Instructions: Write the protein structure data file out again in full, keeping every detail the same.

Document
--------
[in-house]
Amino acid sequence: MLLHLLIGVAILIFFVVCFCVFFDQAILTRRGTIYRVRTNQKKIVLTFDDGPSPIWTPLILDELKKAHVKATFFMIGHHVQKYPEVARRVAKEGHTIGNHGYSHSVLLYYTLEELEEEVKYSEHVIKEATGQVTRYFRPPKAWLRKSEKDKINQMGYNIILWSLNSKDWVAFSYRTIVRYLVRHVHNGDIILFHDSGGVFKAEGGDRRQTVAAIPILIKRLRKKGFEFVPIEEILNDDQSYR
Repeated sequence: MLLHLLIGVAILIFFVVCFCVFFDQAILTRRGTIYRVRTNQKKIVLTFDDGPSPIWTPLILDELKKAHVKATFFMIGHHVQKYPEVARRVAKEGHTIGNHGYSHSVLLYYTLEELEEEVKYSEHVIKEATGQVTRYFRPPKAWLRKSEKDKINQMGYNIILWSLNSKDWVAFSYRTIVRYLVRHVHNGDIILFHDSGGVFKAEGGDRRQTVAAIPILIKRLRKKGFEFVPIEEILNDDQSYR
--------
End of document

[in-house]
Amino acid sequence: MLLHLLIGVAILIFFVVCFCVFFDQAILTRRGTIYRVRTNQKKIVLTFDDGPSPIWTPLILDELKKAHVKATFFMIGHHVQKYPEVARRVAKEGHTIGNHGYSHSVLLYYTLEELEEEVKYSEHVIKEATGQVTRYFRPPKAWLRKSEKDKINQMGYNIILWSLNSKDWVAFSYRTIVRYLVRHVHNGDIILFHDSGGVFKAEGGDRRQTVAAIPILIKRLRKKGFEFVPIEEILNDDQSYR
Repeated sequence: MLLHLLIGVAILIFFVVCFCVFFDQAILTRRGTIYRVRTNQKKIVLTFDDGPSPIWTPLILDELKKAHVKATFFMIGHHVQKYPEVARRVAKEGHTIGNHGYSHSVLLYYTLEELEEEVKYSEHVIKEATGQVTRYFRPPKAWLRKSEKDKINQMGYNIILWSLNSKDWVAFSYRTIVRYLVRHVHNGDIILFHDSGGVFKAEGGDRRQTVAAIPILIKRLRKKGFEFVPIEEILNDDQSYR